What is a myth?

The word "sunrise," like the word myth, gives meaning to human perception, even though we know that the sun does not literally flame upward into the sky each morning from below the eastern horizon. Yet the myth says that each new day the chariot of Phoebus is bore aloft, pulled by winged horses snorting fire from their nostrils, their hoofs cutting through the clouds. Like the concept "sunrise," myths transcend actuality and therein help us systematize the mysterious and profound.

And like dreams they create order and an extraordinary living truth about the culture that creates them. Myths give physical shape to human consciousness, experience, and belief. Myths tell us what's important to know and therefore are charged with a special seriousness. Stories / plot / mythos: these are the narrative shadows in the cave.

On the street, people commonly refer to a myth as a story or belief that is not wholly true. They say, "That's a myth." However, myth refers to mythos, a story or plot that provides structure and order within a society. Throughout antiquity until this very moment, we continue to inhabit stories in order to find reliable ways of living. This is the context of mythology--the study of myth--in the humanities.

Do you believe that Athena was literally born out of the head of her father Zeus? Some people may insist on reading the story in a factual way, thus giving dimensions of the fantastic to the gods. Yet, the story of her extraordinary birth is also the story of wisdom--metis--usurped by the devouring, patriarchal father (Goya). The politics of human interaction, the reaches of homo sapiens behavior--stories of men, women, and marriage vows kept and broken--tell us about how we treat each other. In mythology, stories are sometimes best understood as allegory, particularly at the level of culture, giving structure to humanity and civility, helping us imagine something spiritual beyond the basics of human survival--food, sex, love, and war. Myths do more than provide lessons and entertainment. Myths function at the level of the heart, and at the level of structure in the realm of omniscience, transcendent of things carnal. Myths are stories that evoke archetypes: the hero, the prophet, and the poet. In the ancient world and in contemporary cultures, mythology is poetry, politics, religion, culture, and more; mythology encases the human vessel. Therefore, the stories / myths are never false because they embody truth.

1. Myths are sometimes theatrical in the West. For instance, Plato's "Allegory of the Cave" expresses the vision of the philosopher, and helps us recognize the mind of the bard, the prophet, the priest, and the hero/ warrior. The story tells of the hero's relationship to divine knowledge--the cosmos--and suggests the significance of destiny as an intermediate between gods, women, and men.

2. Other stories tell us about our relationships with the natural world, giving shape to the unfathomable and overwhelming forces in nature.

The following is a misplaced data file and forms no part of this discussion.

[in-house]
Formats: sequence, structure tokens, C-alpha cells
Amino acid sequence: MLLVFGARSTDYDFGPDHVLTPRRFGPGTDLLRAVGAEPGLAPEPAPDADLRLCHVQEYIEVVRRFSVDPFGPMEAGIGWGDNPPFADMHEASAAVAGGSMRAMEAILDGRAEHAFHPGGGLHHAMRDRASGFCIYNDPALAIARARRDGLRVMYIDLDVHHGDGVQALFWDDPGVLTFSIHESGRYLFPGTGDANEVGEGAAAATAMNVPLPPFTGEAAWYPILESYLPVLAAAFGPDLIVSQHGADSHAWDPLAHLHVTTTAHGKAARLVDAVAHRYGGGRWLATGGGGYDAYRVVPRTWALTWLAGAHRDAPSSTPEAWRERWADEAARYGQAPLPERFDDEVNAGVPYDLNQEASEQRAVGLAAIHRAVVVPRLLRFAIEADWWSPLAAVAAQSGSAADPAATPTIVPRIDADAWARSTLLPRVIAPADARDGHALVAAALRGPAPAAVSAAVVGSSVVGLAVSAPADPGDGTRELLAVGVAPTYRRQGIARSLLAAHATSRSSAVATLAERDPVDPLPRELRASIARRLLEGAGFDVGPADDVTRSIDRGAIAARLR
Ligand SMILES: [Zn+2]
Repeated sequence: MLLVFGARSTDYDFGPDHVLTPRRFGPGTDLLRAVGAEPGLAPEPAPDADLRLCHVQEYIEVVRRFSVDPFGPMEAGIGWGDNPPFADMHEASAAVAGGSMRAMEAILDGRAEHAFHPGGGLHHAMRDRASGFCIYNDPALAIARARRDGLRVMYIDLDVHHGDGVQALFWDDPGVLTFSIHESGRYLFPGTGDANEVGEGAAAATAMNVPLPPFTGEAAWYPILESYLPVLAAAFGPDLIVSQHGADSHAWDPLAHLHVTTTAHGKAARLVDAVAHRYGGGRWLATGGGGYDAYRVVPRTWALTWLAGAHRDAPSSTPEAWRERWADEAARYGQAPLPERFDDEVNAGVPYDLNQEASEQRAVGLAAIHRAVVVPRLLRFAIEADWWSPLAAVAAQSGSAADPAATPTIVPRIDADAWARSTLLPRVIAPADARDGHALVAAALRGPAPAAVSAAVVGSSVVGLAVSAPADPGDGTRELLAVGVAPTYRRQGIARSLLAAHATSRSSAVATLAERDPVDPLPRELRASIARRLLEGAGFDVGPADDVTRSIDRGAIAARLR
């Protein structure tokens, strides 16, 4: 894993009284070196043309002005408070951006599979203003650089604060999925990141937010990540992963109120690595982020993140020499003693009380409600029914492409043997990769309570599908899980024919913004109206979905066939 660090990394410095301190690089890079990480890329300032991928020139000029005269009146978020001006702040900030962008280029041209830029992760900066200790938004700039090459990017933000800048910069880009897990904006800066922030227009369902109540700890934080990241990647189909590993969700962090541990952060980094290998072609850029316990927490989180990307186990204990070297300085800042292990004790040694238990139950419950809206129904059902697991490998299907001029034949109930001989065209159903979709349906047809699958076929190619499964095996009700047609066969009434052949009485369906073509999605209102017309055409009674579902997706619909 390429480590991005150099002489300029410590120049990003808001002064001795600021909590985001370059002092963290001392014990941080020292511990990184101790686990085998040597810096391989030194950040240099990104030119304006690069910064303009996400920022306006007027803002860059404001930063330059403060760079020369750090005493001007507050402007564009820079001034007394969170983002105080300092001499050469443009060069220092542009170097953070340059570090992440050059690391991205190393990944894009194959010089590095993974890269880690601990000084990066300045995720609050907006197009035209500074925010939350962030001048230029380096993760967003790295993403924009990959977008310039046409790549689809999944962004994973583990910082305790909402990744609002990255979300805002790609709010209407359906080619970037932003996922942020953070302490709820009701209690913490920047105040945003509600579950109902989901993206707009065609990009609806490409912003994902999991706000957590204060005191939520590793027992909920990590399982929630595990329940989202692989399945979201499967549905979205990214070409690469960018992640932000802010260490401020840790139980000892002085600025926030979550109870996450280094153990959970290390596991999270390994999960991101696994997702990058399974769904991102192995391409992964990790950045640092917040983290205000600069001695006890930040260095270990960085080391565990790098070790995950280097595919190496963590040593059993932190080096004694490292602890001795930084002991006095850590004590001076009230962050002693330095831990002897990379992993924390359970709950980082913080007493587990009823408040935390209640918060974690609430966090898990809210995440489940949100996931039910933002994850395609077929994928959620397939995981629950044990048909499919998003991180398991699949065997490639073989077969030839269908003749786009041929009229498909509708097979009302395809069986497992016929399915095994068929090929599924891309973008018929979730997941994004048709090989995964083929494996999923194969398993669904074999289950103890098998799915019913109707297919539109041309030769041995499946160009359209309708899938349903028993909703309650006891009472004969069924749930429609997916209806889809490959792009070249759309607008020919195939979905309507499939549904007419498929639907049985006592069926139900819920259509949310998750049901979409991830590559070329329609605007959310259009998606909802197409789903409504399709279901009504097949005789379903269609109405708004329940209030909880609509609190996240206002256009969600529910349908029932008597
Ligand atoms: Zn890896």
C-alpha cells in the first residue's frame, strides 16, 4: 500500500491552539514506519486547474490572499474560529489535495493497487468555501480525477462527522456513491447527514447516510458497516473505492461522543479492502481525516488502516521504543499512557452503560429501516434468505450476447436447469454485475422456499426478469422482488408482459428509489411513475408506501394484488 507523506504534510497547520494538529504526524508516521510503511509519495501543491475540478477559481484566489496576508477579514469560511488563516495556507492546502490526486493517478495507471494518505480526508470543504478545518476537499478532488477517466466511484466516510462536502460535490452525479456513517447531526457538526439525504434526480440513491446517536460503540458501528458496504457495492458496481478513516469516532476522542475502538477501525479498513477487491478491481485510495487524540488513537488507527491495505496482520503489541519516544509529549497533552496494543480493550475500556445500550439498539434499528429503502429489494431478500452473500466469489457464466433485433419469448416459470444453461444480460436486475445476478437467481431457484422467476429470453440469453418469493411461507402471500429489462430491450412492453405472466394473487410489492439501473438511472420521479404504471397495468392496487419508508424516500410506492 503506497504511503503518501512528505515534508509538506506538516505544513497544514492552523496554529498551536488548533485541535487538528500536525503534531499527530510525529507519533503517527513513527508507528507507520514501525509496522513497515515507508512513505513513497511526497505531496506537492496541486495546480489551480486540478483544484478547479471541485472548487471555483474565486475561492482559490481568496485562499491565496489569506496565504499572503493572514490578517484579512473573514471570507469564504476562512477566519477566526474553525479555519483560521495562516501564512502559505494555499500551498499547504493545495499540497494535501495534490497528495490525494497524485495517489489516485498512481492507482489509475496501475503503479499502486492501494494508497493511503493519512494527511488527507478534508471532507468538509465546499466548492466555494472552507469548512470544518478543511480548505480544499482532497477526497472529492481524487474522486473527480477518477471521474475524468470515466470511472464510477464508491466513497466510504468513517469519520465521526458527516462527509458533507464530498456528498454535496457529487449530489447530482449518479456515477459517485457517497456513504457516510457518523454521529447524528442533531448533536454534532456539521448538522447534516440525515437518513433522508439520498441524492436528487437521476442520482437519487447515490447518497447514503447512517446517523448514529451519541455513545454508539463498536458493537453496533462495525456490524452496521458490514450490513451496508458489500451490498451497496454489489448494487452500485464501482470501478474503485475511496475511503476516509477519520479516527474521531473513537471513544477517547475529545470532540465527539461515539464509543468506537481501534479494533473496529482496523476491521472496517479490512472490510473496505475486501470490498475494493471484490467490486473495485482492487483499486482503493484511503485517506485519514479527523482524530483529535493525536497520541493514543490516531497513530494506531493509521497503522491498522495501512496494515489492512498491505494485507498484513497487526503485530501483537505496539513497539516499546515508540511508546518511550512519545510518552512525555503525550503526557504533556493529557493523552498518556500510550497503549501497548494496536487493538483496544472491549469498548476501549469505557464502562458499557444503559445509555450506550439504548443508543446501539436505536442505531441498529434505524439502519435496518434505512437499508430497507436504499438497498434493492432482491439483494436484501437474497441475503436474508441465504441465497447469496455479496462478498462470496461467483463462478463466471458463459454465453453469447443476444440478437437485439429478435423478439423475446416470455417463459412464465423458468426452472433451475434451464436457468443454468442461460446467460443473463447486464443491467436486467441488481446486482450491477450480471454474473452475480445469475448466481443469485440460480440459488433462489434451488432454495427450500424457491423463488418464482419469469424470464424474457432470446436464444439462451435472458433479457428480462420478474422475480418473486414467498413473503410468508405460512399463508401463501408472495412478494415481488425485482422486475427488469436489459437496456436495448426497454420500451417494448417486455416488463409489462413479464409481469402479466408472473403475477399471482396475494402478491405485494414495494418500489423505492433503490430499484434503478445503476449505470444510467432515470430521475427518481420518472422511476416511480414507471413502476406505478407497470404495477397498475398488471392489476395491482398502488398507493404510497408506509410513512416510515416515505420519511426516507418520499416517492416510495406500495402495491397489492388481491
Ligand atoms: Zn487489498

3. And stories help us define humanity so that we may discover and develop a potential for civility during times of callousness and war.

Homo Sapiens seek to control and have power over all aspects of life on this planet. Myths tell us how that power and control can be won or lost. The quest for significance and order is the foundation of human culture. Myths make the world coherent. The topic of human organization begins with mythology or, at least, we can begin by asking if the very nature of human taxonomy originates in mythic stories. In Genesis, Lord God asks Adam to participate in the naming of the creatures, an ancient precursor to Linnaeus (1707 - 1778) who developed Binomial Nomenclature. Mythology like science evokes organization, in mulitiple ways. For instance, consider the number three as a mythic number, a triad, a number present throughout time as a cognitive formula of the human endeavor. Joseph Cambell says that the male heroic quest itself involves three parts: departure, fulfillment, and return. We see this in Homer's Odyssey and the earlier Sumerian/Mesopotamian literature as depicted in the Epic of Gilgamesh. Narratives themselves have a beginning, middle, and end. The Holy Trinity in Catholicism, the three branches of American government, down to the three blind mice and strikes in baseball, our systems tend to demonstrate our fascination with mythic human organization. Historians divide history conveniently into three epochs: ancient, medieval, and Modern. And Western thought is initially categorized as Hebrew, Greek, and Roman. The workings of the number three give shape to human life and civilization. FBI, CIA, USA, WSU, AT and T, MSN, IRS, and man, woman, and child, mind, body, and spirit, id, ego, and superego and the THREE AGES OF HOMER--it seems as if the whole process of becoming civilized and acquiring instruction in the nature of life utilizes the triad.

So in keeping with this MYTHIC tradition, I divide the study of myth into the three following categories: 1) myths tell us about our relationships with each other; 2) myths tell us about our relations with the natural world; and 3) myths tell us about our relationship with the cosmos, god or gods.

The narrator is the self. The very first story is a personal narrative.